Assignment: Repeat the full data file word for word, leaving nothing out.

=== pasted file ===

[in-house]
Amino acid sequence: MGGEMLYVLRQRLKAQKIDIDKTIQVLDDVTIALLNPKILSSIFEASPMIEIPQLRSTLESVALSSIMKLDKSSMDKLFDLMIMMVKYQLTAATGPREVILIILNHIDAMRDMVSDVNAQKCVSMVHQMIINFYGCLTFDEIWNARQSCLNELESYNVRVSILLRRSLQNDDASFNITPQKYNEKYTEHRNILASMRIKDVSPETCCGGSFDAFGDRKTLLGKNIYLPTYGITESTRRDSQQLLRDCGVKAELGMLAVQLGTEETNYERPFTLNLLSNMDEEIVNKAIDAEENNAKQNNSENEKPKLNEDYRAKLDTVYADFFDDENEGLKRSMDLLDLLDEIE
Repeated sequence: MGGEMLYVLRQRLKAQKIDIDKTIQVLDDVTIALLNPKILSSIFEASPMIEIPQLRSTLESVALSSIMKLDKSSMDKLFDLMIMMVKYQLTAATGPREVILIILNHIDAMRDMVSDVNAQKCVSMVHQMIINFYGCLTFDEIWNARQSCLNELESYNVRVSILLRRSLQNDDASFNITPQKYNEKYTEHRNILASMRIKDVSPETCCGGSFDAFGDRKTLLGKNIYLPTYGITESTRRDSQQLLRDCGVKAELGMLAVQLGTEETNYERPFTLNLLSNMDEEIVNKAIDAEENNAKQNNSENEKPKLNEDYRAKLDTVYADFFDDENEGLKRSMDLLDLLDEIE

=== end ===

[in-house]
Amino acid sequence: MGGEMLYVLRQRLKAQKIDIDKTIQVLDDVTIALLNPKILSSIFEASPMIEIPQLRSTLESVALSSIMKLDKSSMDKLFDLMIMMVKYQLTAATGPREVILIILNHIDAMRDMVSDVNAQKCVSMVHQMIINFYGCLTFDEIWNARQSCLNELESYNVRVSILLRRSLQNDDASFNITPQKYNEKYTEHRNILASMRIKDVSPETCCGGSFDAFGDRKTLLGKNIYLPTYGITESTRRDSQQLLRDCGVKAELGMLAVQLGTEETNYERPFTLNLLSNMDEEIVNKAIDAEENNAKQNNSENEKPKLNEDYRAKLDTVYADFFDDENEGLKRSMDLLDLLDEIE
Repeated sequence: MGGEMLYVLRQRLKAQKIDIDKTIQVLDDVTIALLNPKILSSIFEASPMIEIPQLRSTLESVALSSIMKLDKSSMDKLFDLMIMMVKYQLTAATGPREVILIILNHIDAMRDMVSDVNAQKCVSMVHQMIINFYGCLTFDEIWNARQSCLNELESYNVRVSILLRRSLQNDDASFNITPQKYNEKYTEHRNILASMRIKDVSPETCCGGSFDAFGDRKTLLGKNIYLPTYGITESTRRDSQQLLRDCGVKAELGMLAVQLGTEETNYERPFTLNLLSNMDEEIVNKAIDAEENNAKQNNSENEKPKLNEDYRAKLDTVYADFFDDENEGLKRSMDLLDLLDEIE